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Market trends: Small family car triumphs

There is no doubt which segment was the star performer of last year: lower-medium exceeded 35% of the total market, the first time since 1987, when the car market was far less fragmented than it is today.

The plethora of new superminis over the last couple of years (Renault Clio, Peugeot 207, Vauxhall Corsa) has had no effect on the rise of the small family car, and the forthcoming facelift of the Ford Focus can only help the cause.

It is the Goldilocks segment – not too big, not too small, but just right.

Not that it was just right for everyone. Surprise casualties included the Volvo C30 (4,000 registrations), which was outsold even by the geriatric Mercedes C-Class Coupé, and the Honda FR-V, at less than 3,000 units.

However, on the plus side, Honda did have the absolute star of the segment – the Dan Dare Civic, which at 45,000 registrations is now comfortably ahead of any Citroën, Peugeot or Renault lower- medium model.

As if the rise of the lower-medium segment was not bad enough for mainstream superminis, there is also a cuckoo in their own nest. Mini has gone from being a niche product to a very serious player: 2007 registrations were up 25.3% to almost 48,000.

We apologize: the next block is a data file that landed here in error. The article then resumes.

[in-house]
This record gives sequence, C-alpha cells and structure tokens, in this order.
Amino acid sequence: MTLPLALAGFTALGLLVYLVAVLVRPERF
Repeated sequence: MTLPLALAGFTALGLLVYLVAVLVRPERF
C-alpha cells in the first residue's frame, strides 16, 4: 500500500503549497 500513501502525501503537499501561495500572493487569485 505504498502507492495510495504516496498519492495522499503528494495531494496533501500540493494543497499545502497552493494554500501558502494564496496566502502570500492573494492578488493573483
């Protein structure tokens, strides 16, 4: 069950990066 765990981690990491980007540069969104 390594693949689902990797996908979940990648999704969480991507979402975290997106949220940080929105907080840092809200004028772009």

That is more than such stalwarts as the VW Polo and Fiat Punto – and more than double the Nissan Micra.

In the last quarter, it even managed to outsell the Renault Clio to take fourth place in the segment – a once unthinkable advance. Suddenly, ‘niche’ is looking very mainstream indeed. On the other side of the coin, it was another bad year for upper-medium models.

We now take the decline of non-premium large family saloons for granted, but it is interesting to see how consolidation is taking place in this segment.

Ford and Vauxhall are managing the decline well, VW is using its semi-premium positioning to advantage and Toyota and Mazda are doing reasonable business. Pretty well everyone else looks like a small dinghy in a heavy sea.

The Peugeot 407 – which was in third place in this segment as recently as 2000 – is down 39% and is now behind the Mazda6.

Whereas the top five models in lower-medium take 46.6% of the segment (and the corresponding figure for superminis is 53.1%) for upper-medium it is a whopping 81.6%. The result is that 38,000 sales per year are being fought over by 13 current competitors.

That will definitely prove unlucky for some.

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